The investment is part philanthropic and part business investment, and aims to improve Microsoft's penetration into the Indian schools market, and among India large population of computer programmers. The US$400 million is to be invested over three years.
Microsoft plans to spend about 25 percent of the money on its existing software development centre in Hyderabad, in the south of India. The facility is Microsoft's only development operation located outside of the United States.
Gates outlines a plan to boost the Hyderabad centre's employee numbers to 500 by 2005 – about triple its current size.
About US$20 million is to be spent on training teachers and students on computers and software within Government schools. Under the so-called “Project Shiksha” plan, Microsoft hopes to teach 80,000 students and more than three million students. Shiksha means 'education' in the local Hindi language.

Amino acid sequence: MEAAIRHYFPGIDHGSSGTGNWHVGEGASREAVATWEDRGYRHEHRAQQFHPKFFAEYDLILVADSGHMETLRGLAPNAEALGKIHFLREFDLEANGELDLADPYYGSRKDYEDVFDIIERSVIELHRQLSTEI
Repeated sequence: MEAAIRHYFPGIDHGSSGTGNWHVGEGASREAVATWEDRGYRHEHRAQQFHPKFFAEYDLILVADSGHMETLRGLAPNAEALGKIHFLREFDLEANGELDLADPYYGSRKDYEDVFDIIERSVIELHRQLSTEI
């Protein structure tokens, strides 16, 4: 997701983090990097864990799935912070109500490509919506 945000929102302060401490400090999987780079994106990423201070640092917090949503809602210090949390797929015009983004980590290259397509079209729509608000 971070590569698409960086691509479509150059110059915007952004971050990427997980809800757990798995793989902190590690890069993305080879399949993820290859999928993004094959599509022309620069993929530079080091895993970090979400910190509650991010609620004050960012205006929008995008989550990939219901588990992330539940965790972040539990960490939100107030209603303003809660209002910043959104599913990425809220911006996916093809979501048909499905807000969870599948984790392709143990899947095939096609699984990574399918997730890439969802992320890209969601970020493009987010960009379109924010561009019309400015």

Gates said one of the primary strengths of the Indian economy – which has continued its fast growth despite the world slowdown – lay in its software development skills and its fast expanding communications infrastructure.
India has in recent times been enamoured by open source software platforms like Linux. Gates said the Microsoft investment was not related to Linux' strength in India.